KMA – British Interactive Light Installation Artists
First, watch the video…
Are you done? All right then. These guys are totally rad. They are two British Artists, Kit Monkman and Tom Wexler. I found them on page 240 of this fabulous book I ordered from Amazon, “A Touch of Code: Interactive Installations and Experiences,” published in 2011.
These wild KMA cats are all over the place doing immersive light installations designed to bring about public interaction and break down social barriers. The above video, shot in London and and Shanghai, is from their installation “Congregation.” They collaborated with a Portland-based sound artist, Peter Broderick. The installation is based around the concept that a dance can be choreographed for the pedestrian walking by who can follow the light and sound cues to participate.
From KMA’s Blog: “Over seventeen nights in Shanghai, Bournemouth, and London, the work lived up to its name, gathering over twenty thousand participants. We were blessed with great weather (apart from one ghastly, torrential night in London), and even greater participants. Our Shanghai dates – all clear, dry, still, balmy evenings – were sandwiched between Typhoons, so the scale of our good fortune cannot be overestimated.”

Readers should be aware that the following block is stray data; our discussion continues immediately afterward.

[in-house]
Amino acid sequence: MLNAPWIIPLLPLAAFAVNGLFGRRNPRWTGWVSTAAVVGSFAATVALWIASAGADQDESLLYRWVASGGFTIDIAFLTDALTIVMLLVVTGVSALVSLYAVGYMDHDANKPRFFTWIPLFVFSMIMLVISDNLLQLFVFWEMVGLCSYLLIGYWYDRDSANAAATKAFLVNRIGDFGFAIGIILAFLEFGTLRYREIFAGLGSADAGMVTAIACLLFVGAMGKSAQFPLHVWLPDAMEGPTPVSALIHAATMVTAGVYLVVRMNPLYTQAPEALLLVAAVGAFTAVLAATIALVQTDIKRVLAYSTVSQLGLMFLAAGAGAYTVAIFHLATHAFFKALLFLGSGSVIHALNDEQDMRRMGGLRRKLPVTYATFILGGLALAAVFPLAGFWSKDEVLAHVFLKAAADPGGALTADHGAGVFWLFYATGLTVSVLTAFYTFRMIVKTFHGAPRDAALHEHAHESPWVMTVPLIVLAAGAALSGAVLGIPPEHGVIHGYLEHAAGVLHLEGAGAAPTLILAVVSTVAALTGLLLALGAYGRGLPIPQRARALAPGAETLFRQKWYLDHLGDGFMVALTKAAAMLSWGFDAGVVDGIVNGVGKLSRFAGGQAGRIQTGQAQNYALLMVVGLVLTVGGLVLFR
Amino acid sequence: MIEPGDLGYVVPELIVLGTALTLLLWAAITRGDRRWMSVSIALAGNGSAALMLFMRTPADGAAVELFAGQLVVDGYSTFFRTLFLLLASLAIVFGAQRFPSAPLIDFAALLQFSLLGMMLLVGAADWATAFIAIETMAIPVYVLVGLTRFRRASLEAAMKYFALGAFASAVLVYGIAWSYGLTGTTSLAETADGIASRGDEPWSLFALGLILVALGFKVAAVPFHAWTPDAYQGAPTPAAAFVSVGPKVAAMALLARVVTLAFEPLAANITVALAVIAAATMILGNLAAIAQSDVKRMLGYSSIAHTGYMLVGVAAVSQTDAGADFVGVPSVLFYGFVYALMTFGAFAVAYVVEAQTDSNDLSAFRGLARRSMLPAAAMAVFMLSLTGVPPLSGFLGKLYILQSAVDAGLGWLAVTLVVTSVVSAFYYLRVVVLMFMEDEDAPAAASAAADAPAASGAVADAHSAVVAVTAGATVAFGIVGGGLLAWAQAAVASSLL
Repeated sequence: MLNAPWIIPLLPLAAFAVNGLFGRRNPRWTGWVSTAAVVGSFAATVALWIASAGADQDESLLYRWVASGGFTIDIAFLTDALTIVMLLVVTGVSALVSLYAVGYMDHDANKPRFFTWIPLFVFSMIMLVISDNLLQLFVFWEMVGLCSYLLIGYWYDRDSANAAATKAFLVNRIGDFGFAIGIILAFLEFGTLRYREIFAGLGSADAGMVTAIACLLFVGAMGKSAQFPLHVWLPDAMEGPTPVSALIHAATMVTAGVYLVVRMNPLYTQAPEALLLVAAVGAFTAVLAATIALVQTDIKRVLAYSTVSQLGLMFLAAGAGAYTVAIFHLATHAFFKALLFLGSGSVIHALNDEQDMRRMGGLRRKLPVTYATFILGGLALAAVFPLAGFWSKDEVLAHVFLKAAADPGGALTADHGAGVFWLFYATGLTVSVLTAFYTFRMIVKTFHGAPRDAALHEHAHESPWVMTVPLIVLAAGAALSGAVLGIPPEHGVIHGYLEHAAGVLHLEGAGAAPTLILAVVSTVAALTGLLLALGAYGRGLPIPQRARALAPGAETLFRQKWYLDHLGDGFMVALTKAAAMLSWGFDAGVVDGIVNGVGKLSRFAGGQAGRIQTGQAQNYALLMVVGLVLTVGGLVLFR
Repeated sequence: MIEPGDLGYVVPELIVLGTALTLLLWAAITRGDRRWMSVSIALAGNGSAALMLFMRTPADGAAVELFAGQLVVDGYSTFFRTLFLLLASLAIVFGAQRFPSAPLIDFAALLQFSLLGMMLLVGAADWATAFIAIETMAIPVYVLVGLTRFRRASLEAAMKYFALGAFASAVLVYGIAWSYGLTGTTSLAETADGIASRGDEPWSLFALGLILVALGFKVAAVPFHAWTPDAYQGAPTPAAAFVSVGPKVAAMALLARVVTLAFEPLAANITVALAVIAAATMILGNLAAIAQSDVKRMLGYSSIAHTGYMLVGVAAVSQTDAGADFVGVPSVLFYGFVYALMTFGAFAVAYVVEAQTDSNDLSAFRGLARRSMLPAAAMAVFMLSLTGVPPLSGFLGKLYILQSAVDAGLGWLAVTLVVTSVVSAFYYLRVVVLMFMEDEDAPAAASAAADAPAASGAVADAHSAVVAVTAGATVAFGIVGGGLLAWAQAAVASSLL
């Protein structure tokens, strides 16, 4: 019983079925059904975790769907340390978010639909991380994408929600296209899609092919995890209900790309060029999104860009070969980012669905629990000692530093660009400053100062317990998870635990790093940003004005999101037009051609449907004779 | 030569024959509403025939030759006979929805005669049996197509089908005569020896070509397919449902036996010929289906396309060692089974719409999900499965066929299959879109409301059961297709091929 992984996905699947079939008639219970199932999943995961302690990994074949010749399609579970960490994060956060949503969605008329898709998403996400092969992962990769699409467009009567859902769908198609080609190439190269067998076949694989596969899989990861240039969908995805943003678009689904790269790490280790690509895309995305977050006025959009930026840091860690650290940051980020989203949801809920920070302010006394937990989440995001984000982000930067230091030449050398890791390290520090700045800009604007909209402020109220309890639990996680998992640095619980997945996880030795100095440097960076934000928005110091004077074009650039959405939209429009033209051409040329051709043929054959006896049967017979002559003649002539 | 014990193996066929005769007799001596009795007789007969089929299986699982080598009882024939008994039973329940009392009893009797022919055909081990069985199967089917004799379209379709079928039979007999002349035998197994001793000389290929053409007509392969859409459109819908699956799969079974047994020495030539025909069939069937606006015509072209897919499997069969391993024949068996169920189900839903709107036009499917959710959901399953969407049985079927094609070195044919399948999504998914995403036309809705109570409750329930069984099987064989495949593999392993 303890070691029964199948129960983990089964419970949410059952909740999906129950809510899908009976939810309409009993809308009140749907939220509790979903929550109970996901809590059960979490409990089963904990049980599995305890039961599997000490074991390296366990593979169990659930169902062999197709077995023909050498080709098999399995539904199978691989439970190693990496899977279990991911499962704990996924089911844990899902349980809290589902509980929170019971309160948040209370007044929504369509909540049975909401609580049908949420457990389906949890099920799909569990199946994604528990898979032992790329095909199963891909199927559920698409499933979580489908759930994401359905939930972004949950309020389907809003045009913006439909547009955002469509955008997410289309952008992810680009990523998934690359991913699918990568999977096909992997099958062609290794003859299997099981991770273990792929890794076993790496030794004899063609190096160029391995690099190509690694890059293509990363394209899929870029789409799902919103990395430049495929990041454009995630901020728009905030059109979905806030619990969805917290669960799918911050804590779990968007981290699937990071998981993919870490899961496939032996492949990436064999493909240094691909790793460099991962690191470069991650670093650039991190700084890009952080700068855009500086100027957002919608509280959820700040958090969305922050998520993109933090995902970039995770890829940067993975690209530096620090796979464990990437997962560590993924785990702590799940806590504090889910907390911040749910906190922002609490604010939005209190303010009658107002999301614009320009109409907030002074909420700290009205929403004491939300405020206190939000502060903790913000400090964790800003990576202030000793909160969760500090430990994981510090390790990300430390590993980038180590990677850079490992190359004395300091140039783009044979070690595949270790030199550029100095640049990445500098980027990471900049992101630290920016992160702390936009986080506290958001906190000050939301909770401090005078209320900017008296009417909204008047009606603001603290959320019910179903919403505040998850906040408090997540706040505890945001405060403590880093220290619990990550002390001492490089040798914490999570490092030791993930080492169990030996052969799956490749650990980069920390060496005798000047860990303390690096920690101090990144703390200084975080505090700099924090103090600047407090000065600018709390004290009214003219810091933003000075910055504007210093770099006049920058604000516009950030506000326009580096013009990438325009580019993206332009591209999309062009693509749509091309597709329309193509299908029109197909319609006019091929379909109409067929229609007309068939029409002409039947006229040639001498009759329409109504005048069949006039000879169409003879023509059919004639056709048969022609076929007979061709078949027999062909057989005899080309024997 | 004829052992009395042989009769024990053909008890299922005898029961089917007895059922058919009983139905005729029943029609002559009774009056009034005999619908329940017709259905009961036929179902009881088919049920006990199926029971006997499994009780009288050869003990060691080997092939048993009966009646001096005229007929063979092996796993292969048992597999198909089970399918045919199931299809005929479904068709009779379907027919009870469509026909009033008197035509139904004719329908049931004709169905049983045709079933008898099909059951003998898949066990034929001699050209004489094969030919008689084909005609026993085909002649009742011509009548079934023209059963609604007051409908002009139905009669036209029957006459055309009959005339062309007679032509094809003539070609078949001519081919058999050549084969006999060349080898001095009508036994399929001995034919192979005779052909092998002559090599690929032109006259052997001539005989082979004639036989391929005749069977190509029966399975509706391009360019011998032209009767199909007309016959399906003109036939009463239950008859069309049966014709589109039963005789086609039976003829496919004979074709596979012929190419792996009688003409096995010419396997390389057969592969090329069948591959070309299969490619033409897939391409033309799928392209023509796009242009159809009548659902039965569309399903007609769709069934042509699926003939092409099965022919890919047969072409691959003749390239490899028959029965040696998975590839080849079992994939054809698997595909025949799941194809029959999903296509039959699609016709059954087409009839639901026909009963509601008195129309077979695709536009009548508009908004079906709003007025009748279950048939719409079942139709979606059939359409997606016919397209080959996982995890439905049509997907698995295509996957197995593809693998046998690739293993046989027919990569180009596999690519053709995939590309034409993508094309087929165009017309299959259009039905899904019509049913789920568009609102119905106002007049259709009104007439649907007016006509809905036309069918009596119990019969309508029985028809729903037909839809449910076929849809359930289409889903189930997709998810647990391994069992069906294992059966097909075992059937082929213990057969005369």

Another interactive work called “Great Street Games” involves public, real time, life-size , gaming in the street. I am not much of gamer but this looks like a blast!
Also from their blog: “Projected light and thermal-imaging technology were used to create jaw-dropping interactive playing arenas in which human movement triggered spectacular light effects. The games took place simultaneously in three North East UK locations; Gateshead, Sunderland and Middlesbrough. Each area competed against the others in this world-first event. The games were set out of doors, in large urban spaces, with no pre-prepared participants.”
I wonder what the thermal imaging technology was. One thing that is kind of cool about these guys is they do not seem to be on the academic art circuit. I couldn’t find a resume anywhere for Kit Monkman or Tom Wexler. Their company seems to survive and thrive through getting fabulous commissions of their work to be installed all over the world. They seem almost cagey , unwilling to reveal too much about themselves. Their work seems to focus more on the people enjoying participating in their installations than garnering a bunch of press about themselves, their process, etc etc.
What they are doing is on the cutting edge of installation art, and looks like a lot of fun. For more about them: